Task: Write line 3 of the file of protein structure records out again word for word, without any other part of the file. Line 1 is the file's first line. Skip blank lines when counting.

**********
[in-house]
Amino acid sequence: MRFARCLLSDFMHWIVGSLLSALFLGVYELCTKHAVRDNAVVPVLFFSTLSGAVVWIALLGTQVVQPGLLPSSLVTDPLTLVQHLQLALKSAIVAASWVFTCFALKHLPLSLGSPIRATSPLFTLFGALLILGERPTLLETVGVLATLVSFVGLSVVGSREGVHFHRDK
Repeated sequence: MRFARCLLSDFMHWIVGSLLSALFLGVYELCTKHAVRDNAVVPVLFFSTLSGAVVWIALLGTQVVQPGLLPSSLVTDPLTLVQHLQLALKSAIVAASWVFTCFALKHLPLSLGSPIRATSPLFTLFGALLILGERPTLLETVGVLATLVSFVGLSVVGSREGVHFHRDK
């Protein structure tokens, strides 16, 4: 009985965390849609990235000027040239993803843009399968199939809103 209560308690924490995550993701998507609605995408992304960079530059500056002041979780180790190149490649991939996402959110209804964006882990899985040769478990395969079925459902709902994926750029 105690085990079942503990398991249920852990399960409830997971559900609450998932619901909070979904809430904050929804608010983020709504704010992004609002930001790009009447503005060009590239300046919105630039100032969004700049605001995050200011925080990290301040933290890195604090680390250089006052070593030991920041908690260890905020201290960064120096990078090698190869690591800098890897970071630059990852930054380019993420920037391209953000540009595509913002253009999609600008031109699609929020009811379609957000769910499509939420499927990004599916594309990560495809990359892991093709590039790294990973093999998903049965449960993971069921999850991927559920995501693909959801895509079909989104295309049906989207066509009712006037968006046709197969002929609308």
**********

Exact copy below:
Repeated sequence: MRFARCLLSDFMHWIVGSLLSALFLGVYELCTKHAVRDNAVVPVLFFSTLSGAVVWIALLGTQVVQPGLLPSSLVTDPLTLVQHLQLALKSAIVAASWVFTCFALKHLPLSLGSPIRATSPLFTLFGALLILGERPTLLETVGVLATLVSFVGLSVVGSREGVHFHRDK